I’m not journeying anywhere or risking anything, but I’ll read the books
From Elon Musk’s risks to Saray Khumalo’s mountains and much more, this is what I’m curling up with in winter
Who doesn’t like to curl up on the couch or stay in bed reading in this cold weather? I sit in front of my gas heater (pretending it’s a fireplace) in my reading socks (they were actually marketed as such and look like bulky Christmas stockings lined with thick fleece), my faux-mink gown and many, many other layers. I do think I should invest in a pair of gloves as my hands are the only part of my body that freezes when I read.
There’s no shortage of new books coming out this month to keep me entertained in front of my heater. There’s a new biography called Elon Musk: Risking It All, which is quite insightful on the Twitter rustler’s life. Journalist and author Michael Vlismas attended the same school as Musk and has an intimate knowledge of the environment that shaped him, which makes this one of the better bios on the billionaire.
On the Rocks: A Memoir of a High-functioning Alcoholic is 39-year-old Thando Pato’s story of living in denial about her drinking. On the surface her life looks aspirational — a high-powered career, chic flat, snazzy car and so on. It’s only when she takes a year’s break from the wine that she is forced to confront her anxiety and depression. She returns to drinking, thinking she can moderate it, but then is diagnosed with breast cancer. Pato writes about talking to her therapist: “Shame that I can drink so much all the time. Shame that I am not 100 percent in control of this. Shame that drinking rules so much of my life. The bravado that I display to the world is an illusion of control. The shame is the pink elephant in the room, and I dance around it as I tell her my stories.”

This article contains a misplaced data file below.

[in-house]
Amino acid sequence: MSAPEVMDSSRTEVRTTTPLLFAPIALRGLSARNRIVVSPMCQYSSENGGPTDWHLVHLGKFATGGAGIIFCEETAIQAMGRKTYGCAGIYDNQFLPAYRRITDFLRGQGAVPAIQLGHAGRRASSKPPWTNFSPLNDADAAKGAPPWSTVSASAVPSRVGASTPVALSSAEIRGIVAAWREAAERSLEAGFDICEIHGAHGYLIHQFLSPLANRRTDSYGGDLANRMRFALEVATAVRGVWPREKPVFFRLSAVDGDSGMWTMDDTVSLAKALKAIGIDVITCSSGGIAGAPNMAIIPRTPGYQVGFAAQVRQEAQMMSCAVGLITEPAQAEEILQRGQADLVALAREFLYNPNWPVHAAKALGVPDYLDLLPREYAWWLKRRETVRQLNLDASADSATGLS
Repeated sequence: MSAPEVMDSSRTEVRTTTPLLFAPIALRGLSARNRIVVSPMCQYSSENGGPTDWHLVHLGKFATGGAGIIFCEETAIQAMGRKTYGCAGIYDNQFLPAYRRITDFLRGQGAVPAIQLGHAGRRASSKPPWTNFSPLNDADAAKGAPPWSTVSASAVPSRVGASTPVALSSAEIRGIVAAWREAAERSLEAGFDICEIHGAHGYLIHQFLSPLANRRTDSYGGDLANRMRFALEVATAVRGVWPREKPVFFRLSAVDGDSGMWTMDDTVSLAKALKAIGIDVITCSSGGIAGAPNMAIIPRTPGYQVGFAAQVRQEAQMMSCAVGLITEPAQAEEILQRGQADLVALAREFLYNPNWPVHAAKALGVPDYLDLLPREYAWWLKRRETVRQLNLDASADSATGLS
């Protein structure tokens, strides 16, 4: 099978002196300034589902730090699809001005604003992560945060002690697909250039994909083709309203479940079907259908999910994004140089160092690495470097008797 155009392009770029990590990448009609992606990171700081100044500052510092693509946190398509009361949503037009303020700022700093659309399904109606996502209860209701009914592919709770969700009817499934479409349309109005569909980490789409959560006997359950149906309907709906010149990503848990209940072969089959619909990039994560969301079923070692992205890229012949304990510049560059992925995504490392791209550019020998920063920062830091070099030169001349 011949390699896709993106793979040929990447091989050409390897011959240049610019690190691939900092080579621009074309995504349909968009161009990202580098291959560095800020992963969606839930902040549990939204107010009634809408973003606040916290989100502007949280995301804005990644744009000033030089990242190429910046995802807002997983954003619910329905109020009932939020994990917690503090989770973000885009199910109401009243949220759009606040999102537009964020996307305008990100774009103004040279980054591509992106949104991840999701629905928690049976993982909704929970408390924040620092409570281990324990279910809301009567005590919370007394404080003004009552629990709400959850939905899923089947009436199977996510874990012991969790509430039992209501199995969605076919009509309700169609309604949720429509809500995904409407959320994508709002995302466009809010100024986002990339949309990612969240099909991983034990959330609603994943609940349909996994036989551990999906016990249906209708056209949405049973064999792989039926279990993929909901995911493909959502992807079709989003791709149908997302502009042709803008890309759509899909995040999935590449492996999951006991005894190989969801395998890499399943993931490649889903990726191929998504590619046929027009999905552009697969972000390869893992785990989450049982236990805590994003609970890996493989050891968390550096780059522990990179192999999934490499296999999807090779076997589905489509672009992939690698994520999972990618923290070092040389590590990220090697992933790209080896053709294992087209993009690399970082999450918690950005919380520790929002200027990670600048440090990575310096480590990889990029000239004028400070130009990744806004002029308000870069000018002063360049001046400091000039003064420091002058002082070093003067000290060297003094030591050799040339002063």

I’m no hiker, mountain climber — I am an indoors person who enjoys reading about people who do those adventurous things, so My Journey to the Top of the World by Saray Khumalo will be on my list this month. The blurb: “From her childhood in Zambia and Zaire, to a corporate career in South Africa, through marriage and motherhood, Saray harboured one overriding ambition: to reach the summits of the world’s highest mountains. She first summited Mount Kilimanjaro, and then others, but her ultimate goal was to conquer the world’s highest mountain, Mount Everest. After three unsuccessful attempts, Saray became the first black African woman to summit the world’s highest peak. Her success was hard-won, though — along the way, she suffered severe personal setbacks, serious health issues and life-threatening injuries.”
I don’t read mystery novels and thrillers so much as inhale them, so here’s a quick list: Girl, Forgotten by Karin Slaughter; The Fallout by Yrsa Sigurdardottir (another Reykjavik novel with Freyja and Huldar!); Bad Actors: Slough House Thriller 8 by Mick Herron (also watch the adaptation of his first novel on Apple TV called Slow Horses. It stars Gary Oldman leading the ragtag bunch of British Secret Service rejects); A Kiss After Dying by Ashok Banker; The Surgeon by Tess Gerritsen (a Rizzoli and Isles); With a Mind to Kill by Anthony Horowitz (the new James Bond novel); No Less the Devil by Stuart MacBride; and The Murders at Fleat House by Lucinda Riley.
I think that’ll do.